Researchers at the U.S. Department of Energy's (DOE's) Argonne National Laboratory have mapped out two very different types of protein. One helps soil bacteria digest carbon compounds; the other protects cells from the effects of harmful molecules.
In order to uncover the structure of these proteins, researchers used a technique called protein crystallography. Like a mosquito trapped in amber, compounds that are crystallized are placed in array in identical positions and ordered so that scientists can target them with X-ray beams and work backwards from the scattering patterns produced to recreate their three-dimensional structures atom by atom.
In the first study, a group of researchers from the Structural Biology Center, which is funded by DOE's Office of Science, mapped out a protein responsible for breaking down organic compounds in soil bacteria, an important process for recycling carbon in the ecosystem.
The bacteria used, called Acinetobacter, is located mostly in soil and water habitats, where it helps to change aromatic compounds (named for their ring shape) into forms that can be used as food.
One of the sources of aromatic compounds found in soil is lignin, a tough polymer that is an essential part of all plants and that's hard for many organisms to digest.
"But Acinetobacter can utilize these aromatic compounds as their sole source of carbon," said Andrzej Joachimiak, who co-authored both studies and is the director of the Structural Biology Center and the Midwest Center for Structural Genomics at Argonne.
In order for Acinetobacter to break down the aromatic compounds, it needs to produce catabolic enzymes, molecular machines built from an organism's DNA that break down molecules into smaller parts that can be digested.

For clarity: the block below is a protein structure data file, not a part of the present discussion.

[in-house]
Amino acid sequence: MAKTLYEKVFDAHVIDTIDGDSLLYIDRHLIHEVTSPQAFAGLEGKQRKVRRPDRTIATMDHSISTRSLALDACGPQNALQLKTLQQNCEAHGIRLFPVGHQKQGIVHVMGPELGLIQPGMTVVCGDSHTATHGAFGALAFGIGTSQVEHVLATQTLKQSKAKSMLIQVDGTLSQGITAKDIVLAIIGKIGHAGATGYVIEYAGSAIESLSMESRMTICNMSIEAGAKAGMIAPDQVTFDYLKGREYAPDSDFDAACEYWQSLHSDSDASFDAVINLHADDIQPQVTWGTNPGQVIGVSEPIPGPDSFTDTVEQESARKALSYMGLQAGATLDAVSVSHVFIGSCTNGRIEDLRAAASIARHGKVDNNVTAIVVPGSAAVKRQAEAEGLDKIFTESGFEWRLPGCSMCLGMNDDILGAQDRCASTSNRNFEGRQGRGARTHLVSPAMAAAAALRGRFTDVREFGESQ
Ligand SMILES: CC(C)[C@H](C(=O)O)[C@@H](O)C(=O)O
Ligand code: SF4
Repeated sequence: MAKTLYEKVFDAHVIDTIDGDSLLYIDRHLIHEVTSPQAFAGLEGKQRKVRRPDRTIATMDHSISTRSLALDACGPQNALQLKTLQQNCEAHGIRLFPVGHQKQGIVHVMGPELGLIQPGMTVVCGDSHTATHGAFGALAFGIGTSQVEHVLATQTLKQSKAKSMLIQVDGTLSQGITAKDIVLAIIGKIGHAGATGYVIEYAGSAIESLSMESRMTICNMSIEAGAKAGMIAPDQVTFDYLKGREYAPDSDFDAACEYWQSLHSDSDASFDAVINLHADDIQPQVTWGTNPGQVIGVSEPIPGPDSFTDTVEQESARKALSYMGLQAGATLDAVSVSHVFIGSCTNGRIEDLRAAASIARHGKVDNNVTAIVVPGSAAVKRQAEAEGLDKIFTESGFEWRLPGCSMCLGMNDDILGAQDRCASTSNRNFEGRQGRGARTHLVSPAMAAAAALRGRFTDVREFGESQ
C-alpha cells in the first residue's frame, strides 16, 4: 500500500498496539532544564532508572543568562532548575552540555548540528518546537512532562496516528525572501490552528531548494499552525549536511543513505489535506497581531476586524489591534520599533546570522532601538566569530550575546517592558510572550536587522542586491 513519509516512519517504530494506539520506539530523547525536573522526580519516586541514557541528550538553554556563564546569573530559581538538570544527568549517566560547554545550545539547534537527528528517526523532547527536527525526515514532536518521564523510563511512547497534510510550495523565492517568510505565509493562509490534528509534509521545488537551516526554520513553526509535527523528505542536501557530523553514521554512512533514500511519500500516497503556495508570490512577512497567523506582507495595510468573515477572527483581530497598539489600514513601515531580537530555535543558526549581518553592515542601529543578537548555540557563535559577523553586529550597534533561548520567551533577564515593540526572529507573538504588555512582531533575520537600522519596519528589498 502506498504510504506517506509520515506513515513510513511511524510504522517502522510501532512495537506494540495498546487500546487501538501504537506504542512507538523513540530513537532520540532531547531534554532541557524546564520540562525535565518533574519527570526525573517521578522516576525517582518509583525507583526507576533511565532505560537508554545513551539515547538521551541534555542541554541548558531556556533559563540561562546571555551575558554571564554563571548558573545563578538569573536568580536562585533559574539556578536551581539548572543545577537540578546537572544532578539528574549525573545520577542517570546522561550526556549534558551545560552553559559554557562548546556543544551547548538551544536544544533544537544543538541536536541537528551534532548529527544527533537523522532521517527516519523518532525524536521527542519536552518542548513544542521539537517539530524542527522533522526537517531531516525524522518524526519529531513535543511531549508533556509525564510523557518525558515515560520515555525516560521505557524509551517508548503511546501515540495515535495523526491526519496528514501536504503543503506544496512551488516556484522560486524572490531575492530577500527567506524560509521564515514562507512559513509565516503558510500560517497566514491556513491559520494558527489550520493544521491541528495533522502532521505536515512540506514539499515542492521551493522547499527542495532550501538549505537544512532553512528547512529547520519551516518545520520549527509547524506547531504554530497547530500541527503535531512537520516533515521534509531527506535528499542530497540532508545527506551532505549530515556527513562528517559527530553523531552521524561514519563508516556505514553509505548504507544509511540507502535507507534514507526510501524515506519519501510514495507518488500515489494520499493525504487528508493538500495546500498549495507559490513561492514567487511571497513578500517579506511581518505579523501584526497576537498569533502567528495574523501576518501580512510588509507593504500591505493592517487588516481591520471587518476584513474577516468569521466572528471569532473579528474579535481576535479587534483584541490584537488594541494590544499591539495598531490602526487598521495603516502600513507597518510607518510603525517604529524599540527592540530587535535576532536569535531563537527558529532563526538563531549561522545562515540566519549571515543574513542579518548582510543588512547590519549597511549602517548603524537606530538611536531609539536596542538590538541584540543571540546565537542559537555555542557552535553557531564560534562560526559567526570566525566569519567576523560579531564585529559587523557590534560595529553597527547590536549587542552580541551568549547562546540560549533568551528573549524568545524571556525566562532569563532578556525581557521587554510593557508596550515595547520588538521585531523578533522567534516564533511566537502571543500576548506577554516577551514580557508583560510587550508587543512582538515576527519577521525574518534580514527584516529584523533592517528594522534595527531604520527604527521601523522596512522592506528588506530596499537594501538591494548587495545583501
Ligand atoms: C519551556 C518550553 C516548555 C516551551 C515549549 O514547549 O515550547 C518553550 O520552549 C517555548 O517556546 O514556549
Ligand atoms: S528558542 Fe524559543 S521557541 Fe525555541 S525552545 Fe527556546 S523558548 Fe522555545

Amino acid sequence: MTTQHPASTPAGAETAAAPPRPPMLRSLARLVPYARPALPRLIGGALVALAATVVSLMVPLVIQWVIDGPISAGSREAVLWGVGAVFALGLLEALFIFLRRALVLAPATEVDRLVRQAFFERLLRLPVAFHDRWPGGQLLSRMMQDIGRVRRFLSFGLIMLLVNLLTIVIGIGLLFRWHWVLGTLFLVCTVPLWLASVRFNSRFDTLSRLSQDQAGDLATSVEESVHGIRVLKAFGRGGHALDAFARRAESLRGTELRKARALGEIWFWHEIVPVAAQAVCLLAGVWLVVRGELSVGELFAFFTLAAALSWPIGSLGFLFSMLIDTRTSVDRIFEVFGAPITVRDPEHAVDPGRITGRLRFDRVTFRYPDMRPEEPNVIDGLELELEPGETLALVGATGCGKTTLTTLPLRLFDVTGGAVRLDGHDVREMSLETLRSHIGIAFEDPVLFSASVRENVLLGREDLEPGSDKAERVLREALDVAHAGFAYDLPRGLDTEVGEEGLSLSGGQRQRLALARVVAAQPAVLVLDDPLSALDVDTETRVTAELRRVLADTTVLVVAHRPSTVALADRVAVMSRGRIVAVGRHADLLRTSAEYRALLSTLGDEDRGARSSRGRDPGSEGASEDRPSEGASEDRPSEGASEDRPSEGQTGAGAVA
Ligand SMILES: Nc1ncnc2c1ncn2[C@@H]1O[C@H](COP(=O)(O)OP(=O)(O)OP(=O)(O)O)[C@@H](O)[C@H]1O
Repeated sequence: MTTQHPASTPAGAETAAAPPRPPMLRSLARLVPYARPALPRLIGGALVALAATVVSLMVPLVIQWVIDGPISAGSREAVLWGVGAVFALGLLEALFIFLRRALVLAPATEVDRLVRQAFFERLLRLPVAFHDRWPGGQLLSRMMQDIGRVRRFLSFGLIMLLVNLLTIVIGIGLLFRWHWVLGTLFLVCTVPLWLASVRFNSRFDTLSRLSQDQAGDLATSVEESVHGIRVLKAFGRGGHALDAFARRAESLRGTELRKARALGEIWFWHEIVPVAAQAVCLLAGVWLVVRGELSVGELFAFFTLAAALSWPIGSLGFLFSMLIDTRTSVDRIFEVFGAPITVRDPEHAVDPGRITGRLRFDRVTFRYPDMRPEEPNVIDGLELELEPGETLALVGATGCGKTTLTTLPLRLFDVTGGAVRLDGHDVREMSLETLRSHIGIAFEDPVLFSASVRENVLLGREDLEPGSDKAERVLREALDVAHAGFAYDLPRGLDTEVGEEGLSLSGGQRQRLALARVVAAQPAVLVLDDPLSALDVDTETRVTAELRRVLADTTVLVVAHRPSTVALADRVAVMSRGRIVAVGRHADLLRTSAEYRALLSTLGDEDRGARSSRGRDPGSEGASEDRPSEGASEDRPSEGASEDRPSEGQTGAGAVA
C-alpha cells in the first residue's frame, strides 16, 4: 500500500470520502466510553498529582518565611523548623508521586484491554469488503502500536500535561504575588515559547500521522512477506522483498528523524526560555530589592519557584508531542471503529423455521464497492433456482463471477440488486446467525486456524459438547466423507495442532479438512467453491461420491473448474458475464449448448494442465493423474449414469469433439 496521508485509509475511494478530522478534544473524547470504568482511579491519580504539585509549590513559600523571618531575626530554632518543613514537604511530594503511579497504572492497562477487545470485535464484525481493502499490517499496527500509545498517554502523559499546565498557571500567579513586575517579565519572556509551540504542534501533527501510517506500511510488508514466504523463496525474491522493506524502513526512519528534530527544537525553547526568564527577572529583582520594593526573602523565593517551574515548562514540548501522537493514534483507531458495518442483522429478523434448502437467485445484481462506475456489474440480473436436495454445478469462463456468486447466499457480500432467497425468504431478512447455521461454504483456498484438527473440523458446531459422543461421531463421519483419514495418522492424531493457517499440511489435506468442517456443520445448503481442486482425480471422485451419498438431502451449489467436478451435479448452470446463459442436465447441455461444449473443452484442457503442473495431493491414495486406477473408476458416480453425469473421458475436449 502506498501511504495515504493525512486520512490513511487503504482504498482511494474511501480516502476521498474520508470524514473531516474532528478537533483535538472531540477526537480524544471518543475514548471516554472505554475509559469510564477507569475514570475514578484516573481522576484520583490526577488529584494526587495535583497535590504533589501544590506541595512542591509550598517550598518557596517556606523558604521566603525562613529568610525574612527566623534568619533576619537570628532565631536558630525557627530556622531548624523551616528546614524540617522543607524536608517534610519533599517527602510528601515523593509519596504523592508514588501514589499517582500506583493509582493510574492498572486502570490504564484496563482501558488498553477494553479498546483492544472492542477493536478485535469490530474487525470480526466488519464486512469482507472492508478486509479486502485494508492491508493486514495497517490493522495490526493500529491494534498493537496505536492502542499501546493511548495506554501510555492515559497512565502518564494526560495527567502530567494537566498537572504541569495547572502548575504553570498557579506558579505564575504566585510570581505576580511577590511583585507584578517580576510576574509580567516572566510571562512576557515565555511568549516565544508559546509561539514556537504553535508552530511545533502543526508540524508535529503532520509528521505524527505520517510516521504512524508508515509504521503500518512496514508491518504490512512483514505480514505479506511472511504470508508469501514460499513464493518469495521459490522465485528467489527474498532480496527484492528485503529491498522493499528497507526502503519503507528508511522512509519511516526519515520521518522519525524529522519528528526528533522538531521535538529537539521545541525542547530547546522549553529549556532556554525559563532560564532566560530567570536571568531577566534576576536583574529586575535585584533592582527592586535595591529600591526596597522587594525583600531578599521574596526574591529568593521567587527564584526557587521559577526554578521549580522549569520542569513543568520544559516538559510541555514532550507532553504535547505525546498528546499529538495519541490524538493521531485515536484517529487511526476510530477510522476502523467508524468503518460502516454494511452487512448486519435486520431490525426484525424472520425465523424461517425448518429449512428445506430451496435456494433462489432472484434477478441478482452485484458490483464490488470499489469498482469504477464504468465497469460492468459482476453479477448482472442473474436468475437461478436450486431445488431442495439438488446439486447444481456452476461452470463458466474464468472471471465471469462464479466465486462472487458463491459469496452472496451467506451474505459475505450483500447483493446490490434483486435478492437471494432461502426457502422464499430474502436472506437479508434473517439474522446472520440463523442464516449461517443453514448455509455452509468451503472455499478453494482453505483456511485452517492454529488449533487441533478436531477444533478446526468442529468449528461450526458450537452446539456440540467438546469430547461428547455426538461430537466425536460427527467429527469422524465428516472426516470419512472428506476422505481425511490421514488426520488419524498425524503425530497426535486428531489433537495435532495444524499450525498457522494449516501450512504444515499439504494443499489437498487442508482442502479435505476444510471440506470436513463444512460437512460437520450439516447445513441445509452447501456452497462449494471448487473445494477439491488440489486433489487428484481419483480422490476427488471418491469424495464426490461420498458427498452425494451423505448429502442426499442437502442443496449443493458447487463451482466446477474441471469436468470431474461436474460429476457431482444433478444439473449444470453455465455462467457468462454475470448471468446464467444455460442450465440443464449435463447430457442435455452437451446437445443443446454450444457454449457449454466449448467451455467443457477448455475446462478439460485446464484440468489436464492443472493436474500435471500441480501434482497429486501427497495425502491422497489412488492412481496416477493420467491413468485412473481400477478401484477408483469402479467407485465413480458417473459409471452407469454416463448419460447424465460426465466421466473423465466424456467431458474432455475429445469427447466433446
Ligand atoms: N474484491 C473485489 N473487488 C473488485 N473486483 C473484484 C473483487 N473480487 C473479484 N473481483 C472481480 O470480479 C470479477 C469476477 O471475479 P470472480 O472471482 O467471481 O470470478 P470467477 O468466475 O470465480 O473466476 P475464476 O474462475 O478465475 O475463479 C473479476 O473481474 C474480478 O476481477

Whether or not membrane transporters and catabolic enzymes are produced falls to the HcaR regulator, a sort of molecular policeman that controls when the genes that code for these enzymes can be activated.
Joachimiak and his colleagues found that the regulator works in a cycle, activating genes when aromatic compounds are present and shutting genes down when the compounds are used up.
"By nature it is very efficient," Joachimiak said. "If you don't have aromatic compounds inside a cell, the operon is shut down."
The research team didn't stop at mapping out the regulator itself; to discover how the cycle worked, they crystalized the HcaR regulator during interactions with its two major inputs: the aromatic compounds and DNA.
The group found that when aromatic compounds are not present in the cell, two wings found on either side of the HcaR regulator wrap around the DNA. This action is mirrored on both sides of the regulator, covering the DNA regulatory site and preventing genes from being activated.
"This is something that has never been seen before," Joachimiak said.
When the aromatic compounds are present, however, they attach themselves to the HcaR regulator, making it so stiff that it can no longer grapple with the DNA.
Joachimiak said that this knowledge could help outside of the lab, with applications such as a sensor for harmful pesticides and as a template for converting more carbon in soil.